Sean P Carlin

Writer of things that go bump in the night

Tag: Spinal Tap

Short and Sweet: Talking Spinal Tap for Two-Plus Hours

For those who can’t get enough of my inexcusably verbose essays on pop-cultural arcana, you’re in for a special treat:  Now you can listen to me wax esoteric for four half-hour segments!

I recently sat in on the podcast Spinal Tap Minute, moderated by Heidi Bennett and Sean German, which deconstructs Rob Reiner’s classic 1984 comedy This Is Spinal Tap minute by minute.  Coincidentally, I’ve written previously about Spinal Tap on this blog, demonstrating how the band seamlessly emerged from the contained narrative framework of the movie—in the absence of precedent for such a fourth-wall traversal—to evolve into the longest-running instance of reality-blurring performance art in the history of contemporary pop culture.  (And the joke is still ongoing:  Harry Shearer is currently prepping the Derek Smalls solo album Smalls Change.)  Tap’s influence on comedic storytelling—from the “mockumentary” format so prevalent in our sitcoms (The Office, Parks and Recreation, Modern Family) to the fictional-character-who-walks-among-us pasquinade of The Colbert Report—can’t fully be quantified.

Michael McKean (as David St. Hubbins), Harry Shearer (as Derek Smalls), and Christopher Guest (as Nigel Tufnel)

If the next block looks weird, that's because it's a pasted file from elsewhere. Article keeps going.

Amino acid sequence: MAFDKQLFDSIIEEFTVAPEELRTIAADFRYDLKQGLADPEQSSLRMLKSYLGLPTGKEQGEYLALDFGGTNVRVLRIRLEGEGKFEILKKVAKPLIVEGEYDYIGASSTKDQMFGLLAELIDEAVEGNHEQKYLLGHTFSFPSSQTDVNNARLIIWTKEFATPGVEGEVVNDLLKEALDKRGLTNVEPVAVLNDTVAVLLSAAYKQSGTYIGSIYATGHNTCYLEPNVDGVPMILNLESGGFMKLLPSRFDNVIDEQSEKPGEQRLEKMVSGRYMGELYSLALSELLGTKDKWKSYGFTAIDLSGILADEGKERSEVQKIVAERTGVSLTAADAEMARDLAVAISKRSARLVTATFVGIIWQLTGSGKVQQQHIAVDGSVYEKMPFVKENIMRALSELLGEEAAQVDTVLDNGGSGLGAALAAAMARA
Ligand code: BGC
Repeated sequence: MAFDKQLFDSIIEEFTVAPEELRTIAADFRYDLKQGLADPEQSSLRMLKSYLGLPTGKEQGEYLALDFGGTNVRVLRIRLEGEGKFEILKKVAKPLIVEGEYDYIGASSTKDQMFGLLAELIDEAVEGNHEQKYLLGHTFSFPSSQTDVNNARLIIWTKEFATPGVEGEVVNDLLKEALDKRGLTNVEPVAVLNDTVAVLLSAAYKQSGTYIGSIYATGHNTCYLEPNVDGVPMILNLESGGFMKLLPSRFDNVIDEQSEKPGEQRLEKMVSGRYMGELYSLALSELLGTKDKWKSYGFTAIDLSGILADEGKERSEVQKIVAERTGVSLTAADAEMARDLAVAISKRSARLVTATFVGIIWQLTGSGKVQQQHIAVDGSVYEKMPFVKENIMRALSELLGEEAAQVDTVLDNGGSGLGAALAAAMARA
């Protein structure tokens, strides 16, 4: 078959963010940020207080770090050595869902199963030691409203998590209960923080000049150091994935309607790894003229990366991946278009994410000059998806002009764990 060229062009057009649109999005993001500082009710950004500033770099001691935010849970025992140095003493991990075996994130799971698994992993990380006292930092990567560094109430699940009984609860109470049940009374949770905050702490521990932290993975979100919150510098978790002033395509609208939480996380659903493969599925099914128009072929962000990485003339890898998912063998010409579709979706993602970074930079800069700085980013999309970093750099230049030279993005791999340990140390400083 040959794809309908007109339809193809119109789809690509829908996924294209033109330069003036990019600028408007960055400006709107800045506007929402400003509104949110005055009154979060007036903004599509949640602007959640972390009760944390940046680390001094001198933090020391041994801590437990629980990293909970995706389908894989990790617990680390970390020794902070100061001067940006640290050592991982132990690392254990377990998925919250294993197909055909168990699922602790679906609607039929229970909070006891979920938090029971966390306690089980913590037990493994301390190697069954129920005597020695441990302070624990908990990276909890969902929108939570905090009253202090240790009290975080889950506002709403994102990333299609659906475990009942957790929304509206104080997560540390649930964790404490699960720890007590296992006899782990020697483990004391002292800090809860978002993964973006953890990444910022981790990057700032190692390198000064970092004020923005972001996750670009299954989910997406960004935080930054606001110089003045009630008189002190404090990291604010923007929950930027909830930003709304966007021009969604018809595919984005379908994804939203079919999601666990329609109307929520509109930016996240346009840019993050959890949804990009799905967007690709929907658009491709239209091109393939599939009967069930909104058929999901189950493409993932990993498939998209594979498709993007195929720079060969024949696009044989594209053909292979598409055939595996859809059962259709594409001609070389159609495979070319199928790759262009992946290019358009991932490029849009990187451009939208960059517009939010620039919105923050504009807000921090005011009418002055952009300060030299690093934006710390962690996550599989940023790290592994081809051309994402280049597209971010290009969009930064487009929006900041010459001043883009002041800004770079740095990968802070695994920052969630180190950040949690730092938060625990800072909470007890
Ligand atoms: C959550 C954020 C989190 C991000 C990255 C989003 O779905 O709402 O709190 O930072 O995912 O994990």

But it can be more deeply appreciated, and that’s what I attempted to bring to the table during the four episodes to which I contributed.  These are my first-ever podcasts, so your feedback—should you take the time to listen—would be most welcome.  (Who’s gonna be the first to offer up that dreaded two-word review:  “shit sandwich”?)  Here’s a content rundown (with links to each episode):

Continue reading

Final Repor(t) Card: A Character Assessment of “Stephen Colbert”

Stephen Colbert:  Great performance artist… or the greatest performance artist?

I ask that as someone who saw Spinal Tap play Carnegie Hall.  (Seriously.)  After popularizing the “mockumentary” format in 1984 with This Is Spinal Tap (and I don’t think anyone since has done it better, even in light of how fashionable the aesthetic has become among contemporary network sitcoms like Modern Family and Parks and Recreation), a strange thing happened:  fictitious bandmates Nigel Tufnel (Christopher Guest), David St. Hubbins (Michael McKean), and Derek Smalls (Harry Shearer) emerged from the movie’s contained narrative to play live concerts and sit down for talk-show interviews; they became altogether separate entertainers (and entities) from the actors who portrayed them (the wigs and British accents contributed to the seamless illusion), seldom speaking out of character (even on the DVD commentary track!), and the history of the group so painstakingly “documented” in This Is Spinal Tap came to serve as the band’s accepted background as they went on to forge, over the next several decades, a genuine history here in the real world, which includes the release of actual albums (1992’s Break Like the Wind and 2009’s Back from the Dead, the latter of which lost the Grammy Award for Best Comedy Album to—wait for it—A Colbert Christmas:  The Greatest Gift of All!) to supplement their apocryphal discography.

Continue reading

© 2017 Sean P Carlin

Theme by Anders NorenUp ↑